County health officials warn of food poisoning

28 Nov 2015 | Author: | No comments yet »

County health officials warn of food poisoning.

“We’re issuing a ‘leftover alert’ to remind holiday chefs that food safety doesn’t stop once the meal is prepared,” said Andrea Gamble, food-protection supervisor for the Salt Lake County Health Department. “How you handle the food after the meal is equally important,” she added, noting that “reheating will not always destroy the culpable bacteria, so consumers must act to prevent it.” Gamble has a formula — “2 hours/2 inches/4 days” — that she cites when asked for recommendations about how to avoid becoming one of the 400,000 Americans who get food poisoning each year after Thanksgiving. • Refrigerated foods should be no deeper than about 2 inches thick because it’s unsafe to store food in large chunks that do not cool quickly enough. “Remember the old rule,” Gamble said. “Keep hot foods hot and cold foods cold. But if you were blessed enough to be pushing away from a groaning table yesterday — or if you’re facing a few “soaker” pans by the sink — maybe you’re not so keen to dive back into Thanksgiving redux under plastic wrap.

Beyond offering a Turlafel as the coolest leftover sandwich you can make (and watch; uses turkey meat, stuffing, cranberry sauce), we’ll give you options for repurposing holiday foods into make-ahead, freezable bounty — including the extra bits of raw ingredients now stuffed into your crisper drawer. The last thing on my stove, while I washed stemware, was a pot of water with the roasted bones and bits plus a half onion from the refrigerator. (Normally I’d toss in a few whole spices but because I roasted my bird a la pasilla chili rub, the stock was nicely seasoned on its own.) It burbled, it cooled; I added a squeeze of fresh lemon juice and poured it all into zip-top bags and now it’s packed flat in cold storage.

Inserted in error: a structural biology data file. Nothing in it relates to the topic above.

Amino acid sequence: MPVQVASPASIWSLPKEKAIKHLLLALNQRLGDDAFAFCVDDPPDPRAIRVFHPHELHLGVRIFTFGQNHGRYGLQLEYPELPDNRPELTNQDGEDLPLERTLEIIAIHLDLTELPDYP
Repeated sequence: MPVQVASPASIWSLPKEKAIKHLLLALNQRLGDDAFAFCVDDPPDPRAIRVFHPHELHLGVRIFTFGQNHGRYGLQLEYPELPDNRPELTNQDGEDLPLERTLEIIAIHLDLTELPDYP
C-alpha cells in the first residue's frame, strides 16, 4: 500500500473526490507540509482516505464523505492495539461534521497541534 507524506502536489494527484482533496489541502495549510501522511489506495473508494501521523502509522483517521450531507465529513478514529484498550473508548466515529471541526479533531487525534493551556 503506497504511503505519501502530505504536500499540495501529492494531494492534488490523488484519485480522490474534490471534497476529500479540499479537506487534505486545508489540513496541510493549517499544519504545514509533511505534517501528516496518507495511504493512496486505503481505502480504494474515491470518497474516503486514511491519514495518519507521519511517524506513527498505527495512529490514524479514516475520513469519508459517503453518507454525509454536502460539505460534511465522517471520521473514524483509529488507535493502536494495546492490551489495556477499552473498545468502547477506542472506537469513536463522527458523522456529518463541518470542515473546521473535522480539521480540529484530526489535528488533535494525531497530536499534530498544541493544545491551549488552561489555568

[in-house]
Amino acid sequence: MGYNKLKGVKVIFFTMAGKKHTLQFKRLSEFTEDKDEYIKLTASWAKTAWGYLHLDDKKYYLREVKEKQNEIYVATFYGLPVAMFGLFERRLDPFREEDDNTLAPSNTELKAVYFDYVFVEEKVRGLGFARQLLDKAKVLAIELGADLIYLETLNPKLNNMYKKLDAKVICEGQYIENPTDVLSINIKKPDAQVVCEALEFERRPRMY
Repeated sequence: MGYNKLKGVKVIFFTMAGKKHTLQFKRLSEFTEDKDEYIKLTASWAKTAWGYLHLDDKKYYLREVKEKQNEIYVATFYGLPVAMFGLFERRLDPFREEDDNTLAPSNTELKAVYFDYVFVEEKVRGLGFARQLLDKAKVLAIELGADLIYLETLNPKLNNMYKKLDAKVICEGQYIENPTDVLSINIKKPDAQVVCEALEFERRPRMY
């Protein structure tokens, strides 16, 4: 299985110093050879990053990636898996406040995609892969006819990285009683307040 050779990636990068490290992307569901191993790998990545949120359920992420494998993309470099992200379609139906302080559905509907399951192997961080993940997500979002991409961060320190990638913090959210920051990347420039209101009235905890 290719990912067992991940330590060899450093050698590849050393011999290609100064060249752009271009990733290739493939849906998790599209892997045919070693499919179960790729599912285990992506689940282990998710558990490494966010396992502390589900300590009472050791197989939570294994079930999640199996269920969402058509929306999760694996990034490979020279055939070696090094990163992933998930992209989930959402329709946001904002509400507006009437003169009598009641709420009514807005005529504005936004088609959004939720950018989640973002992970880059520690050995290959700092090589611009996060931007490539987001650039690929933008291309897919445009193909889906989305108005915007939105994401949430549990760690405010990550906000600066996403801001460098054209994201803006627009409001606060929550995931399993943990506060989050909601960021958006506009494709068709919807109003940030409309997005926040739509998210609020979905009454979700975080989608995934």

But you can also start from leftover cranberry sauce, reheating it in a saucepan for 5-7 minutes and adding water as needed to achieve a syrupy consistency. Over at Food and Wine, Justin Hampton, the lead bartender at Washington D.C’s Poste, explains how to transform your turkey drippings into a bourbon-infused cocktail that tastes a bit like somebody spiked grandma’s chicken soup.

And there’s no better place to start than with food blogger Michael Procopio’s “The Coping Mechanism,” an eggnog-esque concoction that promises to take the edge off the family blitz you just endured. 1.

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